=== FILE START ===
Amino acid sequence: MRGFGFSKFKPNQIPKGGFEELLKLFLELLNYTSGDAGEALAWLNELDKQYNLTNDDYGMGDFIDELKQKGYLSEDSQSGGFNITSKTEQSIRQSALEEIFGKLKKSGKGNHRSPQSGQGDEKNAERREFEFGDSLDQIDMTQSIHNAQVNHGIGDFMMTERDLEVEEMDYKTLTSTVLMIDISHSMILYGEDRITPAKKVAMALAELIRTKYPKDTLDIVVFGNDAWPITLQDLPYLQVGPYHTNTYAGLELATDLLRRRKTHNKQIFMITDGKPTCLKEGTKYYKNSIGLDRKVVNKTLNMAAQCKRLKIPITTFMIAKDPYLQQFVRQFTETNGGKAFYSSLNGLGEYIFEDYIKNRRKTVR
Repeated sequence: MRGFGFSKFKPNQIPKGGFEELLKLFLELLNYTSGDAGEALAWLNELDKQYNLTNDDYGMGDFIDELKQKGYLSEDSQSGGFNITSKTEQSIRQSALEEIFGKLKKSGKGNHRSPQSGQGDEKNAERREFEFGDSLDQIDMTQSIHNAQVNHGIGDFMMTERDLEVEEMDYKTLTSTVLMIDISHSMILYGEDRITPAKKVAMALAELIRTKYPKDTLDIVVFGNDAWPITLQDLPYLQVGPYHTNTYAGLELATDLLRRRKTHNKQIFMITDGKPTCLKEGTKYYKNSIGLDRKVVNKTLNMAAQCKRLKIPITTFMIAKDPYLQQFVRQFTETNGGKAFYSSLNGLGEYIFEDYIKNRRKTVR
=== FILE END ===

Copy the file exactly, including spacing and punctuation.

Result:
Amino acid sequence: MRGFGFSKFKPNQIPKGGFEELLKLFLELLNYTSGDAGEALAWLNELDKQYNLTNDDYGMGDFIDELKQKGYLSEDSQSGGFNITSKTEQSIRQSALEEIFGKLKKSGKGNHRSPQSGQGDEKNAERREFEFGDSLDQIDMTQSIHNAQVNHGIGDFMMTERDLEVEEMDYKTLTSTVLMIDISHSMILYGEDRITPAKKVAMALAELIRTKYPKDTLDIVVFGNDAWPITLQDLPYLQVGPYHTNTYAGLELATDLLRRRKTHNKQIFMITDGKPTCLKEGTKYYKNSIGLDRKVVNKTLNMAAQCKRLKIPITTFMIAKDPYLQQFVRQFTETNGGKAFYSSLNGLGEYIFEDYIKNRRKTVR
Repeated sequence: MRGFGFSKFKPNQIPKGGFEELLKLFLELLNYTSGDAGEALAWLNELDKQYNLTNDDYGMGDFIDELKQKGYLSEDSQSGGFNITSKTEQSIRQSALEEIFGKLKKSGKGNHRSPQSGQGDEKNAERREFEFGDSLDQIDMTQSIHNAQVNHGIGDFMMTERDLEVEEMDYKTLTSTVLMIDISHSMILYGEDRITPAKKVAMALAELIRTKYPKDTLDIVVFGNDAWPITLQDLPYLQVGPYHTNTYAGLELATDLLRRRKTHNKQIFMITDGKPTCLKEGTKYYKNSIGLDRKVVNKTLNMAAQCKRLKIPITTFMIAKDPYLQQFVRQFTETNGGKAFYSSLNGLGEYIFEDYIKNRRKTVR